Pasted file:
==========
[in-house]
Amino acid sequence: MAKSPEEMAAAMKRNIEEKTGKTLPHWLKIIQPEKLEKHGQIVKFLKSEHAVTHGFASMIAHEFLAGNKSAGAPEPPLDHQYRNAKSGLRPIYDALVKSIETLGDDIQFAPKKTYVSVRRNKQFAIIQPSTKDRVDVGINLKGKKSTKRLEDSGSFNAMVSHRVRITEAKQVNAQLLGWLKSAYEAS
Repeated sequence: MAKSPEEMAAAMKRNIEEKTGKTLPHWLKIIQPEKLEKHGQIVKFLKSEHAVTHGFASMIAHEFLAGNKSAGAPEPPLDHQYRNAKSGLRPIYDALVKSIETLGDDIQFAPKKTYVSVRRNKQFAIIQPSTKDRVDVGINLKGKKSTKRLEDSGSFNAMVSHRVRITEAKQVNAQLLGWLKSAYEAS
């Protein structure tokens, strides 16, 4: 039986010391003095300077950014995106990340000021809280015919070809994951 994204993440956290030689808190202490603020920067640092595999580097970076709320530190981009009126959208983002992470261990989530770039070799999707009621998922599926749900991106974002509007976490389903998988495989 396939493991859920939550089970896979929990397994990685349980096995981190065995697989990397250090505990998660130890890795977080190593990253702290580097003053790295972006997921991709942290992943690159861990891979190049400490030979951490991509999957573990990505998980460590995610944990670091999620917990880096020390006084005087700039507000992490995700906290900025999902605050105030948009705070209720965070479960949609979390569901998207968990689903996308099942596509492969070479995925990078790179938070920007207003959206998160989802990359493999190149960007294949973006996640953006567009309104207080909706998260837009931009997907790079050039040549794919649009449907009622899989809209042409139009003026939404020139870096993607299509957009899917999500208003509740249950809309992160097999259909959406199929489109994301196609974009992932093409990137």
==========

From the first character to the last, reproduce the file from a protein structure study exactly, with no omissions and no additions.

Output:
[in-house]
Amino acid sequence: MAKSPEEMAAAMKRNIEEKTGKTLPHWLKIIQPEKLEKHGQIVKFLKSEHAVTHGFASMIAHEFLAGNKSAGAPEPPLDHQYRNAKSGLRPIYDALVKSIETLGDDIQFAPKKTYVSVRRNKQFAIIQPSTKDRVDVGINLKGKKSTKRLEDSGSFNAMVSHRVRITEAKQVNAQLLGWLKSAYEAS
Repeated sequence: MAKSPEEMAAAMKRNIEEKTGKTLPHWLKIIQPEKLEKHGQIVKFLKSEHAVTHGFASMIAHEFLAGNKSAGAPEPPLDHQYRNAKSGLRPIYDALVKSIETLGDDIQFAPKKTYVSVRRNKQFAIIQPSTKDRVDVGINLKGKKSTKRLEDSGSFNAMVSHRVRITEAKQVNAQLLGWLKSAYEAS
């Protein structure tokens, strides 16, 4: 039986010391003095300077950014995106990340000021809280015919070809994951 994204993440956290030689808190202490603020920067640092595999580097970076709320530190981009009126959208983002992470261990989530770039070799999707009621998922599926749900991106974002509007976490389903998988495989 396939493991859920939550089970896979929990397994990685349980096995981190065995697989990397250090505990998660130890890795977080190593990253702290580097003053790295972006997921991709942290992943690159861990891979190049400490030979951490991509999957573990990505998980460590995610944990670091999620917990880096020390006084005087700039507000992490995700906290900025999902605050105030948009705070209720965070479960949609979390569901998207968990689903996308099942596509492969070479995925990078790179938070920007207003959206998160989802990359493999190149960007294949973006996640953006567009309104207080909706998260837009931009997907790079050039040549794919649009449907009622899989809209042409139009003026939404020139870096993607299509957009899917999500208003509740249950809309992160097999259909959406199929489109994301196609974009992932093409990137």